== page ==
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Bachelor's degree programs in science aim to prepare students for a range of science careers by building elemental research, mathematics and data reporting skills. Depending on the specific major concentration chosen when pursuing a bachelor's degree in science, the curriculum may include basic or intensive study of subjects like these:

  • Computers and software applications
  • Biology
  • Mathematics
  • Research techniques
  • Environmental science
  • Physics
  • Chemistry

The field of specializations in the sciences is vast, and students can choose among numerous science degree tracks at most traditional and online universities. Specializations include environmental science, healthcare administration, biology and physics.

Advancements in hybridization of online programs can even make it possible to earn laboratory science degrees online, provided that the institution has a regional or virtual lab facility available to provide the hands-on portion of the curriculum.

Path to an online bachelor's degree in science

Traditional and online bachelor's degrees in science can take many forms, depending on a student's chosen major and minor concentrations. There are a few core courses, however, that students in most science degree programs will encounter on their way to graduation:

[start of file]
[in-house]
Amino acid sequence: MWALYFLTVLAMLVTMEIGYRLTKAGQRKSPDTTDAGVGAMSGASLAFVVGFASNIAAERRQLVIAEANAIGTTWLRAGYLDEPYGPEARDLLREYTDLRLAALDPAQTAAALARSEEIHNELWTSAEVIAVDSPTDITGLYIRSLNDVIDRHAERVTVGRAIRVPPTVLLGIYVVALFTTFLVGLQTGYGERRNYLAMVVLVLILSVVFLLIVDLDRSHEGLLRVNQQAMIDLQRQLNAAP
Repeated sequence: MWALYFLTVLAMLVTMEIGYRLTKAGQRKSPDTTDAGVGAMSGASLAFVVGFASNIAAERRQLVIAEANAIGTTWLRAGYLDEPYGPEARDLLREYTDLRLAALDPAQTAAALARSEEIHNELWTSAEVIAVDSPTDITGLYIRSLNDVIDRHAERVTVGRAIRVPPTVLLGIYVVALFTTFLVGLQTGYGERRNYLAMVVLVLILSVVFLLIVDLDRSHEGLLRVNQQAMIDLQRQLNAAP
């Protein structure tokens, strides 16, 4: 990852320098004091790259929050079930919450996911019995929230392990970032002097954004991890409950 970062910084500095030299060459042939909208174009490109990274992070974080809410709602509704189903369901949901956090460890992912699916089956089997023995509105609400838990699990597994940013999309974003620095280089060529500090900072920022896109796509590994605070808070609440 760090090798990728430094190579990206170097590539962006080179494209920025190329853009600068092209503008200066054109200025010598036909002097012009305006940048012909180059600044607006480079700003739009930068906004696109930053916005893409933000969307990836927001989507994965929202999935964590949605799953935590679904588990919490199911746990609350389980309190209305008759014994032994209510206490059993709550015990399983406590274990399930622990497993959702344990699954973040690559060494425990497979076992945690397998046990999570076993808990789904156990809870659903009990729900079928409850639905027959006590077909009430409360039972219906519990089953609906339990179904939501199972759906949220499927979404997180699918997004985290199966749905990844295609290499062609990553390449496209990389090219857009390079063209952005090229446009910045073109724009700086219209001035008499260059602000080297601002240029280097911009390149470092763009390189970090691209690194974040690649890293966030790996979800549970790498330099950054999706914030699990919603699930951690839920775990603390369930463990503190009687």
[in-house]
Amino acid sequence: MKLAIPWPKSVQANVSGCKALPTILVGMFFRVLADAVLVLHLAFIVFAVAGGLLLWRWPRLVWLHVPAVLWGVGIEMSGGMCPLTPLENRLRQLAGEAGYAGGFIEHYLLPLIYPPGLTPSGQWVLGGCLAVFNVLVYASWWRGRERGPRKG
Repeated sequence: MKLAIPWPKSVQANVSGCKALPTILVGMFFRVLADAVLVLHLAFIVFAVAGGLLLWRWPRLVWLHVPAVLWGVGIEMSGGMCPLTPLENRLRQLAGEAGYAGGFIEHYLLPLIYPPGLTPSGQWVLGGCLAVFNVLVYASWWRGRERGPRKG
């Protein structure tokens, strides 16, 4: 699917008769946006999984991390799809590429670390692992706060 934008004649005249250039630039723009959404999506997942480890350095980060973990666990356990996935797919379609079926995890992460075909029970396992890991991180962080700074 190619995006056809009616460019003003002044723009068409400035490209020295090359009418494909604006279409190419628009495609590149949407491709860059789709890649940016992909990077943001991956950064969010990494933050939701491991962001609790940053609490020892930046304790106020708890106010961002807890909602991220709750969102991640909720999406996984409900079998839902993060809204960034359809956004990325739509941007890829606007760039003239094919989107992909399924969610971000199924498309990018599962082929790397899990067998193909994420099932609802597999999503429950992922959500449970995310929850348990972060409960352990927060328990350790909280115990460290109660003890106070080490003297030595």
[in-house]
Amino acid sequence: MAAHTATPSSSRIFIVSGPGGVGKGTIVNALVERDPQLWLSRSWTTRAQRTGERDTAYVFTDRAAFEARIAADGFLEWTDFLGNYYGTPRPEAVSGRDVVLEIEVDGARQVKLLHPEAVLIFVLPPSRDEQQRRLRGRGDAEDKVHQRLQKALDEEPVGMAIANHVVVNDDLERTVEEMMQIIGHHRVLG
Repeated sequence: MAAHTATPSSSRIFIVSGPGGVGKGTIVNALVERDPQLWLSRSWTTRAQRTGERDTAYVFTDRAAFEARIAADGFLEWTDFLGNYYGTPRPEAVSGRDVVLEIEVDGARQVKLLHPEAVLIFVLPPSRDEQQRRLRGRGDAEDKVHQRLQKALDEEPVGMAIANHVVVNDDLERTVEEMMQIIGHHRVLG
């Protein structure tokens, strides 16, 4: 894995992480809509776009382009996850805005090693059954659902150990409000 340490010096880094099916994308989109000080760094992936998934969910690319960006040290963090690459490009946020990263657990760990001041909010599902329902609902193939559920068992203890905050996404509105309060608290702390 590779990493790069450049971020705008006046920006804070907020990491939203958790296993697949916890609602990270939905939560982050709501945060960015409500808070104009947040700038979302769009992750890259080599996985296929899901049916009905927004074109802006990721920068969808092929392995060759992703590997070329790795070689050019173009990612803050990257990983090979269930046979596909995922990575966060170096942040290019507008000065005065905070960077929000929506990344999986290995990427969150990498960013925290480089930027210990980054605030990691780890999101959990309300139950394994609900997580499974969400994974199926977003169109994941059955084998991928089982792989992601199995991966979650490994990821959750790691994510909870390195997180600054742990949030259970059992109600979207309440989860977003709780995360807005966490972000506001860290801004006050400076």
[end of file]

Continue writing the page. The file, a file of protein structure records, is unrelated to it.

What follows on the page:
Common science courses

General BiologyCourses examine fundamental components of biology, commonly including cell structure and function, metabolism and energy
General ChemistryCourses explore major concepts in chemistry, including nomenclature, atomic structure and stoichiometry. A lab component of the course is typically required
Basic CalculusStudents explore functions, limits, analytic geometry and derivatives as well as differential and integral calculus of a single variable
Statistics<Students calculate and analyze various types of statistical data, including confidence intervals, probability and correlation. This subject is often required for a bachelor's in environmental science programs